Glass House voting is now live as CBS fights hard to shut down the ABC show

Live voting began today for ABC’s The Glass House, but CBS is still fighting to stop the show in court because of its similarities to Big Brother, and more importantly, that the new series is produced by people who used to work on the CBS show.

Voting is live on ABC’s site, and includes questions such as “What type of party drinks should the players receive?”, “Which party game would you like to see the players enjoy?”, and “match the players with the rooms in which you want them to sleep.” Voting requires signing in via an ABC.com account, though you can also expedite that by signing in via Twitter or Facebook.

As to the legal battle, the latest update is that a judge may decide whether to give CBS a temporary restraining order this week, after ordering ABC to respond by Monday at 5 p.m., Variety reports.

Redacted court documents revealed that Glass House executive producer Kenny Rosen “acknowledged in a recent deposition that he deleted emails after ABC had been warned by CBS that it would be sued, court documents said. It also alleges that Rosen directed a staffer to copy manuals he obtained while working on ‘Big Brother,'” the AP reports.

CBS said that “further demonstrates the brazen lengths that former ‘Big Brother’ producers have gone to use confidential material, obtained while under our employment, to develop this new show.” In that seven hour deposition (!), he also revealed that about half of the new show’s crew, 25 to 30 people, used to work on Big Brother, more than CBS claimed initially.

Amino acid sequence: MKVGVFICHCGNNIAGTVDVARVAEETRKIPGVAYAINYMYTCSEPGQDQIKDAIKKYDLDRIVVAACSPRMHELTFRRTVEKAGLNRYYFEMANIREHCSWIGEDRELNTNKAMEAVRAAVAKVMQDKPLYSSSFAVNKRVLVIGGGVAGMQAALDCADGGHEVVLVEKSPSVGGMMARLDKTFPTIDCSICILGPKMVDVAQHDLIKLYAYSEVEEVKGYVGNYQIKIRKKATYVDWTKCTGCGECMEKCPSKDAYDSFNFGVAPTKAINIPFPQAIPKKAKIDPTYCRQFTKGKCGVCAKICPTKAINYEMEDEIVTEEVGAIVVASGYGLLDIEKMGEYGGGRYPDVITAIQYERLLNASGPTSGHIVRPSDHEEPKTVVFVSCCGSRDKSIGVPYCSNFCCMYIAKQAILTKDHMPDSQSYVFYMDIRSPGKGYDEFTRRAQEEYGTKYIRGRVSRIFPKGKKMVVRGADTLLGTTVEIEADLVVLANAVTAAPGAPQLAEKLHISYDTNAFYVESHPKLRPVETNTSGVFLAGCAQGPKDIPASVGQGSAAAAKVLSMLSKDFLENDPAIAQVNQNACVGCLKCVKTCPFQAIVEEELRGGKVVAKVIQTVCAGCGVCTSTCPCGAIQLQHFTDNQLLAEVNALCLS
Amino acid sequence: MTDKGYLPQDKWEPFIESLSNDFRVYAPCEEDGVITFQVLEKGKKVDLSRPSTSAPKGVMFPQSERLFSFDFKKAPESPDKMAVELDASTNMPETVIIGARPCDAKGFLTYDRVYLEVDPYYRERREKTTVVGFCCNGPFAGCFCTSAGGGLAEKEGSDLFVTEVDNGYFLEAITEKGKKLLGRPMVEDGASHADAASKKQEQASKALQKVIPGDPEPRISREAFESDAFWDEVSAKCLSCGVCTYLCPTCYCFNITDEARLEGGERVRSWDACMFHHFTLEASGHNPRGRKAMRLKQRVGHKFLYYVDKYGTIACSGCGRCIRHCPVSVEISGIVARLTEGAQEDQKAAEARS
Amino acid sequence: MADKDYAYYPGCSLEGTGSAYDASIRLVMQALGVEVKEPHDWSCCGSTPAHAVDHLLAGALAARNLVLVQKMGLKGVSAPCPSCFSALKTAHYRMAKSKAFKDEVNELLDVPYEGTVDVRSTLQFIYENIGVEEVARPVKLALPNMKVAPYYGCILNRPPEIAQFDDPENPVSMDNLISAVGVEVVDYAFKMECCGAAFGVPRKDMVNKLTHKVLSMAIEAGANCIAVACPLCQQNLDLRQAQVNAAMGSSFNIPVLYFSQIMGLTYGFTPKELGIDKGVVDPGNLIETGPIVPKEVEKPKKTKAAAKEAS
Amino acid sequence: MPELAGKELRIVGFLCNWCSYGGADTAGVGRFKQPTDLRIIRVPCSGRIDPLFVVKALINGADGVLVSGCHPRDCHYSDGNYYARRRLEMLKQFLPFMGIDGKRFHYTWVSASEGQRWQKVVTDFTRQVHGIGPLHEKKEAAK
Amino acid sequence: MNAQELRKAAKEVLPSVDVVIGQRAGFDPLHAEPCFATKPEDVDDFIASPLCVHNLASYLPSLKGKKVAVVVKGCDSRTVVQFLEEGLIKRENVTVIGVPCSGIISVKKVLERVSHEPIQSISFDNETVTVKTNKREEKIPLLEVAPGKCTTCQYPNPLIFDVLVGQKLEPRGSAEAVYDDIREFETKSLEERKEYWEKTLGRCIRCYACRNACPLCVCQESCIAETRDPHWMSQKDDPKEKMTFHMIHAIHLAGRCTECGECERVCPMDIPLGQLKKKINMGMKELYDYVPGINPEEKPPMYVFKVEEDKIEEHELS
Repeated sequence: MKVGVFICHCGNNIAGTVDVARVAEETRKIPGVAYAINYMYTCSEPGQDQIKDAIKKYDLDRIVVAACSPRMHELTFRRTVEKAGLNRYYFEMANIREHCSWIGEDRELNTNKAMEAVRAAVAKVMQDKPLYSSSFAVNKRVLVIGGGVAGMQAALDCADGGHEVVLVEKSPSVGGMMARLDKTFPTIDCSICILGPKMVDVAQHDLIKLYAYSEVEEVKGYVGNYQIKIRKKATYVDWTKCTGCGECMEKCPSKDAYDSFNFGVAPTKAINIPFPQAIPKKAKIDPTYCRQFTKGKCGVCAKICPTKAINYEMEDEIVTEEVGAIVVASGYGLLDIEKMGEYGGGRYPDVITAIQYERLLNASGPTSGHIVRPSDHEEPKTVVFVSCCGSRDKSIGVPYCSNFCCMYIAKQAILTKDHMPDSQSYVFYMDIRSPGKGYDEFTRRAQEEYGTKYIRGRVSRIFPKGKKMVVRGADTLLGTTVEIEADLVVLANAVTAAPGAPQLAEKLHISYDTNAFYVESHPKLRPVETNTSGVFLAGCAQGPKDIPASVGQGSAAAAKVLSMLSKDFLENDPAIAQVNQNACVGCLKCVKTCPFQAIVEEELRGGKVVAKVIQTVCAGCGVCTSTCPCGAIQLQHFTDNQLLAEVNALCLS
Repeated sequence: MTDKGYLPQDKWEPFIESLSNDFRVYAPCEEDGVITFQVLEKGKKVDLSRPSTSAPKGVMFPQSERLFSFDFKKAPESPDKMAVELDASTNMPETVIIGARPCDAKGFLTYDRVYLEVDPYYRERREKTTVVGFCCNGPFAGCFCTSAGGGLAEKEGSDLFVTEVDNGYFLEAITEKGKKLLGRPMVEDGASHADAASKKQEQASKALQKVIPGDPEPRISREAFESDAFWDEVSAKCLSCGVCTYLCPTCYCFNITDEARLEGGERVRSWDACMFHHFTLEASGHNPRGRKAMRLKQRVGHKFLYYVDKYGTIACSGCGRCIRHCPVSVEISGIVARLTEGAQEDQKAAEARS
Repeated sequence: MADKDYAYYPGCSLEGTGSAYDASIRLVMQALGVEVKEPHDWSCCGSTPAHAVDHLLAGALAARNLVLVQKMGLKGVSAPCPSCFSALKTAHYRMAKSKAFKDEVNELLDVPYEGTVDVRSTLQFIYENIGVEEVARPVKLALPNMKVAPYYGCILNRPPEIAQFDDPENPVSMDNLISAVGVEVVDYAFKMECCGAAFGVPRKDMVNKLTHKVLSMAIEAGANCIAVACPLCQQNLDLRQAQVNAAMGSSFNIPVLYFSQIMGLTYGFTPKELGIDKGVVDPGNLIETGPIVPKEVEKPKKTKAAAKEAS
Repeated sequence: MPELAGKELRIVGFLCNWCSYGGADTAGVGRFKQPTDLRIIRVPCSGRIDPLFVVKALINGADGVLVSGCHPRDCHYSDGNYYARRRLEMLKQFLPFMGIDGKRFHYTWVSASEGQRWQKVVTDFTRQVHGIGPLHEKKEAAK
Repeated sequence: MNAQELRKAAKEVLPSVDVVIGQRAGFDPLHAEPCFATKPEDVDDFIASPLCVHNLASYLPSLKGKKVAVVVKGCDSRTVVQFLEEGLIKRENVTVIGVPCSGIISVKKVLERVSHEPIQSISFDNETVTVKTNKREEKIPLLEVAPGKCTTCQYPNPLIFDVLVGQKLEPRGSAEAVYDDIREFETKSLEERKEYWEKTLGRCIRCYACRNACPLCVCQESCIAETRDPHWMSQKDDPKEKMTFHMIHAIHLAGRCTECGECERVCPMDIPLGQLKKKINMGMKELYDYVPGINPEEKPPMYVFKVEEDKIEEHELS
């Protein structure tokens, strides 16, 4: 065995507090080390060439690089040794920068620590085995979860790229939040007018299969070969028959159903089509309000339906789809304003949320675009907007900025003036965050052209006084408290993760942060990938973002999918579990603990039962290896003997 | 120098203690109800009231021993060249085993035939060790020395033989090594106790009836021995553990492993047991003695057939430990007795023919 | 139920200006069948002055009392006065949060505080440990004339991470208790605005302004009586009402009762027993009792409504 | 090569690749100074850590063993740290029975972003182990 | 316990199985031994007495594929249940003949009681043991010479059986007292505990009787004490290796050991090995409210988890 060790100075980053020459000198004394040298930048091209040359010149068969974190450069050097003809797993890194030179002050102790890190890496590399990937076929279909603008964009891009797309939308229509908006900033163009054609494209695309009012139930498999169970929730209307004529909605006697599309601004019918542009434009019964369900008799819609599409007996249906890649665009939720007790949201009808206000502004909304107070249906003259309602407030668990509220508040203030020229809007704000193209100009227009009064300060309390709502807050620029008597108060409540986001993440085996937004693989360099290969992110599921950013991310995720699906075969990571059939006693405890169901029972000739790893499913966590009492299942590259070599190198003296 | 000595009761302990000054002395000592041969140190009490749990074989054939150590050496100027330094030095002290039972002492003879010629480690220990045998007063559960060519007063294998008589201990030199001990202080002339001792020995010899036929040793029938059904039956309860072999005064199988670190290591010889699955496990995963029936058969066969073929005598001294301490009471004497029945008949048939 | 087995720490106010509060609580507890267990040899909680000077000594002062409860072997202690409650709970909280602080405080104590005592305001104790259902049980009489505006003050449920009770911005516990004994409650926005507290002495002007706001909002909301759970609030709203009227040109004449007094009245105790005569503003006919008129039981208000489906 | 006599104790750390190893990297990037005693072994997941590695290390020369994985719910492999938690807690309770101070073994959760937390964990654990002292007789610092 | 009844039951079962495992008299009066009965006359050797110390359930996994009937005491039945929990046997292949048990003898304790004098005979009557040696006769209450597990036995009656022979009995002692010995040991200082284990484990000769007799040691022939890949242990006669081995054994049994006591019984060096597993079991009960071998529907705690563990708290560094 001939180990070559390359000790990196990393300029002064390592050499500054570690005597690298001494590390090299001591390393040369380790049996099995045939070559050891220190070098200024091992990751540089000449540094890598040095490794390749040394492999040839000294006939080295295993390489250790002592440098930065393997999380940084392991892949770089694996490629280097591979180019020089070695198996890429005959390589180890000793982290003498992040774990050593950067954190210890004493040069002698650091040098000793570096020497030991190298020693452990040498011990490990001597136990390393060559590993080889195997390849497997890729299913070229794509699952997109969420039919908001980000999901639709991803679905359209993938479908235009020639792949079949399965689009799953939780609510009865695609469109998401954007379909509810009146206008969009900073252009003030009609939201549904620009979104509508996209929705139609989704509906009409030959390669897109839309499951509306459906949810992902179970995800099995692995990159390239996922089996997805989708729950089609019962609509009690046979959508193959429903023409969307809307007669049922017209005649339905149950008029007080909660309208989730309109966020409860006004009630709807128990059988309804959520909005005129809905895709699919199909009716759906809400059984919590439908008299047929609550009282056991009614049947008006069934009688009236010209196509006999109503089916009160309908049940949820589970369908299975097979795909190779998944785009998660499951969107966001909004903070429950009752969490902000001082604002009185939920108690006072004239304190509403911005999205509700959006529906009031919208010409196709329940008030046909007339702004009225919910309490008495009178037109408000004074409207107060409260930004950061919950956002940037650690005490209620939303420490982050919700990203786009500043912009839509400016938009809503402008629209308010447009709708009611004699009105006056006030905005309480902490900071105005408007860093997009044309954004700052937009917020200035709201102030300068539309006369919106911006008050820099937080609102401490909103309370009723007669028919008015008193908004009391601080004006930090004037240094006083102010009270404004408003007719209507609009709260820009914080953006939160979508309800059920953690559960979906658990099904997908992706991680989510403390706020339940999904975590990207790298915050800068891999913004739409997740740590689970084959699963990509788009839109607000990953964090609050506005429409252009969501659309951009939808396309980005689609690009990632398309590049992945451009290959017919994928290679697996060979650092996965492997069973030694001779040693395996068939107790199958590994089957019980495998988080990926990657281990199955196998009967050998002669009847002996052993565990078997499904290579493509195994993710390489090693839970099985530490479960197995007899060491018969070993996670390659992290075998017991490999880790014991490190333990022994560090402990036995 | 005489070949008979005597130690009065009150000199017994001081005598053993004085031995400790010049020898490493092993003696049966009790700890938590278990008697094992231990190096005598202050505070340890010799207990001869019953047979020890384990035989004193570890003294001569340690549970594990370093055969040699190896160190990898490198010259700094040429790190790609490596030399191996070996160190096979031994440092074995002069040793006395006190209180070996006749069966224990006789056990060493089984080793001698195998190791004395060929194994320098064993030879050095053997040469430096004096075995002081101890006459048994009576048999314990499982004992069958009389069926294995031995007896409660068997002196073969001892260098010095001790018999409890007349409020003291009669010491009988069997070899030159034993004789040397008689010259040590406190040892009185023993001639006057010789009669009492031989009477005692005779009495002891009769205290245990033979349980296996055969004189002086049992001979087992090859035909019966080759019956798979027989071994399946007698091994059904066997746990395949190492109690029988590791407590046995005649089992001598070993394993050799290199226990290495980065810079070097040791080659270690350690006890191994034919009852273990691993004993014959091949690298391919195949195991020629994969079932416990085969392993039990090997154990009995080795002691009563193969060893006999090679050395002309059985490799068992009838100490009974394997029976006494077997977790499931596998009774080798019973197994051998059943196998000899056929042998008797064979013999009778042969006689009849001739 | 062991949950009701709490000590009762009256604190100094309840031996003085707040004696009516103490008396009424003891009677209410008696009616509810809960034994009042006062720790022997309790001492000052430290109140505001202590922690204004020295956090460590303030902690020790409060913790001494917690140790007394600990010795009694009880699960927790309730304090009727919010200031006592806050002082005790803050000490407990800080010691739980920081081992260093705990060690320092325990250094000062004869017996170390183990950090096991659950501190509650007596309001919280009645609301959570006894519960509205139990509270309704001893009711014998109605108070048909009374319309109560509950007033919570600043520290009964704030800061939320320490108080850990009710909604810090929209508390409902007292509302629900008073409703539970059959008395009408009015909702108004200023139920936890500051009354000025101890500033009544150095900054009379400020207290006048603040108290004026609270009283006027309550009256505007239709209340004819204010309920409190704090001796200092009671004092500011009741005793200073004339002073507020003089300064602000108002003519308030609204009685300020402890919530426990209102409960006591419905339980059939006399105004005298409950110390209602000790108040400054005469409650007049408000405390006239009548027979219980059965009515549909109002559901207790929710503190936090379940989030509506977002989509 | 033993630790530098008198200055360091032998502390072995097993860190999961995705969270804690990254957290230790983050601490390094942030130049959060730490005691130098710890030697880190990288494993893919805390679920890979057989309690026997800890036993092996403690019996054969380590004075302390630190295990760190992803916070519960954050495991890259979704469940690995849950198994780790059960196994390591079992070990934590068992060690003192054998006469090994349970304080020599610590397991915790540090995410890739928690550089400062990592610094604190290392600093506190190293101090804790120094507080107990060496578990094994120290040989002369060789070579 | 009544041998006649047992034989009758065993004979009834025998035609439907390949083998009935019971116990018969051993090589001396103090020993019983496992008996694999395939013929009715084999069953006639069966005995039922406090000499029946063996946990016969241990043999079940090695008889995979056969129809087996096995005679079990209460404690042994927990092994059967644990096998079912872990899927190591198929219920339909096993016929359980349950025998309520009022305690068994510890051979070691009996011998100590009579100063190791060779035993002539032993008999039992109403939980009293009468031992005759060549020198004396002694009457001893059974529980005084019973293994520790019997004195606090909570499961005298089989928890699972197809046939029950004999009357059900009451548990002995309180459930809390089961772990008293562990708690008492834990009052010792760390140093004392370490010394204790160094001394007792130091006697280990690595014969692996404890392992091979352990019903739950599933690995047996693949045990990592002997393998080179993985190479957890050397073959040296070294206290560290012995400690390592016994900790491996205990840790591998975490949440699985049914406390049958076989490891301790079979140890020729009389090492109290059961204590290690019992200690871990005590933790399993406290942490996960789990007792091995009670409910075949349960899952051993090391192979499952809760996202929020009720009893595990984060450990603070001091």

ABC said in a filing that what “CBS does not tell this Court is that Mr. Rosen also testified that the vast majority of these people worked with Mr. Rosen more recently on a different reality show, Hell’s Kitchen, that has nothing to do with Big Brother. It is true that Mr. Rosen hires people with whom he has experience working on reality shows; there is nothing improper about that.”

Separately, ABC also said the manual is “not a trade secret, but instead common sense items that anyone with reality show experience (or real life experience, for that matter) could compile.” In a statement, Rosen said,

“CBS first tried to intimidate me and then sued me for agreeing to work for a competing network. What CBS is doing is wrong on many levels and I look forward to our day in court.”

In a separate statement, ABC said,

“This is a naked attempt by CBS to stifle competition and creativity by claiming that reality techniques that have been developed over many years, on many shows by countless producers, are somehow exclusive to CBS.”

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about the writer

Andy Dehnart is a journalist who has covered reality television for more than 15 years and created reality blurred in 2000. A member of the Television Critics Association, his writing and criticism about television, culture, and media has appeared on NPR and in Playboy, Buzzfeed, and many other publications. Andy, 36, also directs the journalism program at Stetson University in Florida, where he teaches creative nonfiction and journalism. He has an M.F.A. in nonfiction writing and literature from Bennington College. More about reality blurred and Andy.